Of special note is the superb perceived off-angle viewing performance. Brightness, contrast and vibrancy was retained almost perfectly to my eye, even at the most extreme of angles. IPS displays usually excel at this anyway, but the AG274QZM performed better than most.
AOC puts decent enough speakers in its monitors, and those in the AG274QZM are fine for light usage. Peak volume is reasonably loud, but although it doesn’t severely distort, it does become muddied and sound a bit raspy at full volume. The speakers could do with more low end, as they lack warmth, but the mids and highs are clean. I’ll give them a passing grade, but as always, there’s no comparison compared to a modestly priced set of desktop speakers or a good headset.
The AOC AGON AG274QZM is a fantastic monitor that’s only let down by a poor factory colour setup. HDR performance is excellent, bolstered by the MiniLED full-array dimming, producing wonderfully vibrant colour and retina-scorching peaks. SDR picture quality is also very pleasing, with SDR local dimming improving contrast beyond that of regular IPS displays.
Gaming capabilities are also top-notch, with speedy response and a suite of useful gaming features like G-Sync, FreeSync, low input lag and more. Throw in the quality of life features including the QuickSwitch remote, USB hub and comprehensive connection options and you’ve got a fantastic gaming display.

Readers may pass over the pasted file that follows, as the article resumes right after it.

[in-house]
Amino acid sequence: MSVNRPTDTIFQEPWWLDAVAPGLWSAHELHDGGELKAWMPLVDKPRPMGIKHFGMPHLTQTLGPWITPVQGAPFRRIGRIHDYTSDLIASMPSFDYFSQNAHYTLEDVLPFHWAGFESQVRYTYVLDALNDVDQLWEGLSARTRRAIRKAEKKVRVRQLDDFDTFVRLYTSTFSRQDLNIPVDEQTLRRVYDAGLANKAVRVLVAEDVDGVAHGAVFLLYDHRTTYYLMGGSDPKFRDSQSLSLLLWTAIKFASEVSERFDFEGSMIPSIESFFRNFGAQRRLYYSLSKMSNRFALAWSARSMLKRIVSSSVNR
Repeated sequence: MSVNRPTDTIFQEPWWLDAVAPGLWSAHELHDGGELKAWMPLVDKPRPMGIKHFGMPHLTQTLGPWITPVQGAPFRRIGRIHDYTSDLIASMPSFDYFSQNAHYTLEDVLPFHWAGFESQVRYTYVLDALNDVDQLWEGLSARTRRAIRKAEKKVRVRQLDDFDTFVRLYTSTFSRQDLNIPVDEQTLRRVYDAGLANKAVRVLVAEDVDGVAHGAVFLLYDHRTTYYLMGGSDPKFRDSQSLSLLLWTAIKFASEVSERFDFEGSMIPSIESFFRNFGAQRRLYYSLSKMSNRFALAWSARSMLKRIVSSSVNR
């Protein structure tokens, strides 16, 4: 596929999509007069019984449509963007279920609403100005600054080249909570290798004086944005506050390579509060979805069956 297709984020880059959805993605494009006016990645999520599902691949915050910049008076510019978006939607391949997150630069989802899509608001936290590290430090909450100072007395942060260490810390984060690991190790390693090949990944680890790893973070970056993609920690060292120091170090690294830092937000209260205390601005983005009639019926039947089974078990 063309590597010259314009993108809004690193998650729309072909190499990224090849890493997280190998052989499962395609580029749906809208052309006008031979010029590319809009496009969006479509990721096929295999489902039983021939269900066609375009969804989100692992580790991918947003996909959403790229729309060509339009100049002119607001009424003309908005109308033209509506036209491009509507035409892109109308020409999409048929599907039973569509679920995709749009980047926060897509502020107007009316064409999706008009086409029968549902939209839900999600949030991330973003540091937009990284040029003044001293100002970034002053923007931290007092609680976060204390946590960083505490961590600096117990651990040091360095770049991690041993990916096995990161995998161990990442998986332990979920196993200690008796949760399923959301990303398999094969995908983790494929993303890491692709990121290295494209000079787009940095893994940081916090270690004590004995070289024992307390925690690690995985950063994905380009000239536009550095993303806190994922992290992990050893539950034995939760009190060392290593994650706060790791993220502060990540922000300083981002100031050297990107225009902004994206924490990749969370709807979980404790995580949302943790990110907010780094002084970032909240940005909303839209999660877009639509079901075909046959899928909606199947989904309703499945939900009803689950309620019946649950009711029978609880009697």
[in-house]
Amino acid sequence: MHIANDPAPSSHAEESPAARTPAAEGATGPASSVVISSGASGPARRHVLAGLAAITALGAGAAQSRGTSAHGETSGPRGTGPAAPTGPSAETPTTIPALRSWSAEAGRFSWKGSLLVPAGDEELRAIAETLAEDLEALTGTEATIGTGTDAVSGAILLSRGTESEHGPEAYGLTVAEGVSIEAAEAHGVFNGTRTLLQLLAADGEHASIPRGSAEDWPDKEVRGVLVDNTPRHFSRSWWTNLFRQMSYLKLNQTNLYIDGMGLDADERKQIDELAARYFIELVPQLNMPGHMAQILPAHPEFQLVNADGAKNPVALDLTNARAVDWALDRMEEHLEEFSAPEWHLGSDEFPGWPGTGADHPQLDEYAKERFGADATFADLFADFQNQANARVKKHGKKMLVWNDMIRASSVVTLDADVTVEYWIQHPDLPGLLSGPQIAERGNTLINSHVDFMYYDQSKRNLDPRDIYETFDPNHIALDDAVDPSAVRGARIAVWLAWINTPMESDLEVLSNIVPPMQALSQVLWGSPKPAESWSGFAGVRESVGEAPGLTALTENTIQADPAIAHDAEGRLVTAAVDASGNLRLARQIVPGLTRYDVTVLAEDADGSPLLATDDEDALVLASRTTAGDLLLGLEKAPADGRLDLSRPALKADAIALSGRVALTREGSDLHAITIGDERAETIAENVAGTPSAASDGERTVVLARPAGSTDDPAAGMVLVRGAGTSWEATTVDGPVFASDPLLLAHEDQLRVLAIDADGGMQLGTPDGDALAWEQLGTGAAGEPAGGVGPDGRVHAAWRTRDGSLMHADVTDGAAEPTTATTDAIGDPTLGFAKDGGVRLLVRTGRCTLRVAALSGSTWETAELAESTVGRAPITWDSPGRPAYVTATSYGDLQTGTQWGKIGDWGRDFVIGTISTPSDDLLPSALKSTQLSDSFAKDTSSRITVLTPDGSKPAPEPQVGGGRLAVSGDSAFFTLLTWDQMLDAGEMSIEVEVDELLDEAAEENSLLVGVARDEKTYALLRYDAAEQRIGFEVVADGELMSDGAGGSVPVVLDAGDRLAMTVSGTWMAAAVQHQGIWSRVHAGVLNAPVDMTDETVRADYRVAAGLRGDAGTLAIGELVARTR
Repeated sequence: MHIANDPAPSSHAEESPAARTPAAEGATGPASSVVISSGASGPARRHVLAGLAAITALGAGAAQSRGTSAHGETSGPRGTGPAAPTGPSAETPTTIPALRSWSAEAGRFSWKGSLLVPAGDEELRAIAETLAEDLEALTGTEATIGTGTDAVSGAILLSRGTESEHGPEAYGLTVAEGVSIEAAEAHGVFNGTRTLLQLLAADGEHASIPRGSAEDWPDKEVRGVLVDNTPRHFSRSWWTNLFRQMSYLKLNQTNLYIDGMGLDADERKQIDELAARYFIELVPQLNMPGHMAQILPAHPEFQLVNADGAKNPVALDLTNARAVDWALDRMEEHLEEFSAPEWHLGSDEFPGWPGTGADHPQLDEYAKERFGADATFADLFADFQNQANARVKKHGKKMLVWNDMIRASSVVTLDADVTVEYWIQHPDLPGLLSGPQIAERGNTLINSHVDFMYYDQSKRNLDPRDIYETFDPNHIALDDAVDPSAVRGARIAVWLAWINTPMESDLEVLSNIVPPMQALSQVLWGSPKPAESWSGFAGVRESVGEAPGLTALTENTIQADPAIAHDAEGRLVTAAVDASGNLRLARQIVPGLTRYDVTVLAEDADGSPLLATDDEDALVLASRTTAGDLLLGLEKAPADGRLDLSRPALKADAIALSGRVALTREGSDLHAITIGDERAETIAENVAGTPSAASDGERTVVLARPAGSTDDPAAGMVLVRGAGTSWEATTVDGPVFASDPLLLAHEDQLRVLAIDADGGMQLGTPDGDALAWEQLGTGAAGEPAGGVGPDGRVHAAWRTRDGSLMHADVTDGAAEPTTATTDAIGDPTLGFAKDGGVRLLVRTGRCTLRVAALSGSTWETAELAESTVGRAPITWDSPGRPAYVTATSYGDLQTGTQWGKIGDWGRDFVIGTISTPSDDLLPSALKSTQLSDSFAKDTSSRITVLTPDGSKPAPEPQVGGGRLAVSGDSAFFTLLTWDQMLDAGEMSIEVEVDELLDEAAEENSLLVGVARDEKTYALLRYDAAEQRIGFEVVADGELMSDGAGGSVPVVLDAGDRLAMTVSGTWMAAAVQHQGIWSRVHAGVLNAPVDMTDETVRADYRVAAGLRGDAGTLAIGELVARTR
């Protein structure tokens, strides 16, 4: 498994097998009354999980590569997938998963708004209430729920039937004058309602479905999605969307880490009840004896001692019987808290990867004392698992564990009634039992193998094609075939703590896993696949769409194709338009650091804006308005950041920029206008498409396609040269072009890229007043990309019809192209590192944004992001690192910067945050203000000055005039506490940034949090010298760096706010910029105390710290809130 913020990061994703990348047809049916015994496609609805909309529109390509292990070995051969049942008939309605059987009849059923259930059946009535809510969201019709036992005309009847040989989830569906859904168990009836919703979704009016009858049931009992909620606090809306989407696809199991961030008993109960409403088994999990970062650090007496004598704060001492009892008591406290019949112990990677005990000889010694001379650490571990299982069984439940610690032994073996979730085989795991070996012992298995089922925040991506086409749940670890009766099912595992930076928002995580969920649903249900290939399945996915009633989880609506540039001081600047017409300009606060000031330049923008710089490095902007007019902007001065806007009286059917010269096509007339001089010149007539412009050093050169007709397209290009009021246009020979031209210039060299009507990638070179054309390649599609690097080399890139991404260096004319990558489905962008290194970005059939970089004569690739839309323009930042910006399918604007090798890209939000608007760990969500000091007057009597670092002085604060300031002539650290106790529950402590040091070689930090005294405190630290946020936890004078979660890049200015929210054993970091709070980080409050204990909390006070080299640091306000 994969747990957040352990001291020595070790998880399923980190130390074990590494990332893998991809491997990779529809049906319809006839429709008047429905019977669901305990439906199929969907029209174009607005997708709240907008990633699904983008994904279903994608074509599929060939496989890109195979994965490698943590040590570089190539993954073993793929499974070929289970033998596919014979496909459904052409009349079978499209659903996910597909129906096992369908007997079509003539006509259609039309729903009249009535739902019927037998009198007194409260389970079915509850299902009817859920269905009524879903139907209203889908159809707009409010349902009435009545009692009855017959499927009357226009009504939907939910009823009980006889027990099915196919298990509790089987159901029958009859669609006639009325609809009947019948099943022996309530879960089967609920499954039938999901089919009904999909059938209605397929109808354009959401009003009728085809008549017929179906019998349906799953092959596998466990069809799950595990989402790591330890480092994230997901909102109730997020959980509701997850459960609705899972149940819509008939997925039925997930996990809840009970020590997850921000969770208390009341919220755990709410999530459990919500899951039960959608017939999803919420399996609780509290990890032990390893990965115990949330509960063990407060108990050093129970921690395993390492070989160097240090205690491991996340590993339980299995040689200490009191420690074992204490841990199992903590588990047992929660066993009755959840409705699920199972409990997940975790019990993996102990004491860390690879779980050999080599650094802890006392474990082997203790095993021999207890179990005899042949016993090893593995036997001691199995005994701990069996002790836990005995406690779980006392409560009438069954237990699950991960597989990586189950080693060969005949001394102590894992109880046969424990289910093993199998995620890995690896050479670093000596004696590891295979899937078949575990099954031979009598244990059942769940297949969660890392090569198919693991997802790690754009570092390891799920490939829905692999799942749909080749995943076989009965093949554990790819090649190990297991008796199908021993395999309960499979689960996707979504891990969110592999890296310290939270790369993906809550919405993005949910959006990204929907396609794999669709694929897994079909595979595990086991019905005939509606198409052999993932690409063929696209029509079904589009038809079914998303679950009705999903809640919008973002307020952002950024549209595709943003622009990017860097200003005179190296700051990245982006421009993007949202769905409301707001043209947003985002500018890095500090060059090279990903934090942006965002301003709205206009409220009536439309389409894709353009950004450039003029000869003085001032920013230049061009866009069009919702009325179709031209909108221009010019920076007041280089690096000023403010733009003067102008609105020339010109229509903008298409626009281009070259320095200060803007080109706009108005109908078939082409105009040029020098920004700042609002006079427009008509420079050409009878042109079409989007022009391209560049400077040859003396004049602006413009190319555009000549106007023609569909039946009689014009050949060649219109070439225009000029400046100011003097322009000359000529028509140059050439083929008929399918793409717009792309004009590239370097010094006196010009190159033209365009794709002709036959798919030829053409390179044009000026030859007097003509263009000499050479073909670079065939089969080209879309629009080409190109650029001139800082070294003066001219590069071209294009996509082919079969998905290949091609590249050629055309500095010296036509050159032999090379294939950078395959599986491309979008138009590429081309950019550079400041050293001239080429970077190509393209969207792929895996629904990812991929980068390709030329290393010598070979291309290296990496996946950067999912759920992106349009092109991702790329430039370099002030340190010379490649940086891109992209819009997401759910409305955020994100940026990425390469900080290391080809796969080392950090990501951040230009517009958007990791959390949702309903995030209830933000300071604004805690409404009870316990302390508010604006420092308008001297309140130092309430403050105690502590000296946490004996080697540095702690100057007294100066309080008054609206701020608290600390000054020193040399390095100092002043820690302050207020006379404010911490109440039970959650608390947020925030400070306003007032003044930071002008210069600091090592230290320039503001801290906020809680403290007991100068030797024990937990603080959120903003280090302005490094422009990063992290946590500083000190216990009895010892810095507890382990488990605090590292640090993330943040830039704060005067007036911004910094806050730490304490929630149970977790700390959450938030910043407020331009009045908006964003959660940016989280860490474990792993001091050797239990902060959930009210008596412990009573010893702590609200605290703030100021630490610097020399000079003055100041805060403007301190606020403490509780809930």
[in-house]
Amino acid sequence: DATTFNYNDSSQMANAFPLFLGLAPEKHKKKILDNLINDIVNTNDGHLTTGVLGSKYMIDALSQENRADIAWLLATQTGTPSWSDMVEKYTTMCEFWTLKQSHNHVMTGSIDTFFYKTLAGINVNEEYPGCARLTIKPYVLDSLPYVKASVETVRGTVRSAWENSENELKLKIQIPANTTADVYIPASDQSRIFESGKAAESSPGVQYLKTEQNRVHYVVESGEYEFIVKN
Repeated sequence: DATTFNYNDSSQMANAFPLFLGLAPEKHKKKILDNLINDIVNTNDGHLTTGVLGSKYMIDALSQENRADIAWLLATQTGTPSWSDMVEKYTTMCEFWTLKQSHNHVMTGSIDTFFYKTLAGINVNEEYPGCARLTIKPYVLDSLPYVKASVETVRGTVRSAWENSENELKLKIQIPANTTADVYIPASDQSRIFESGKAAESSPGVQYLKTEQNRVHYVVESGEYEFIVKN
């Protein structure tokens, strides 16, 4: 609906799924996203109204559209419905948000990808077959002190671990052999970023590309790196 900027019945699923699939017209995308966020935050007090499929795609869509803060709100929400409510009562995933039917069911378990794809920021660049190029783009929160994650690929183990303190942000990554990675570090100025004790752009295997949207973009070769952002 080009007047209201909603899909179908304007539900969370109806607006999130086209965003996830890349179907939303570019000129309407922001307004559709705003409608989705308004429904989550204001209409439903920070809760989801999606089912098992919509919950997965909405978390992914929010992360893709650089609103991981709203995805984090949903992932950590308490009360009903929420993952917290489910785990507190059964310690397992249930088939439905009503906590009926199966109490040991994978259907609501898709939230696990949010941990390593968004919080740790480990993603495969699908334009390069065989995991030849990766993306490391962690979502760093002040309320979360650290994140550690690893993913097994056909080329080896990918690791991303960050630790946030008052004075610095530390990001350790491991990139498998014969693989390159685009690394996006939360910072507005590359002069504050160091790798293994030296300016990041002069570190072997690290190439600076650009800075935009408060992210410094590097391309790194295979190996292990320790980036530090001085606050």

I’ve mentioned several times that the overabundance of red impacts the enjoyment of HDR content. If you’re playing on a console there’s no way to avoid this, and for PC you’ll need some way to create a colour profile. However, in my experience with AOC monitors, they are usually exemplary, so don’t let this put you off getting one. it’s more than likely that other AG274QZM monitors will be fine, but if you receive one that has way too much red (or any other colour), don’t be afraid to return it and try another one.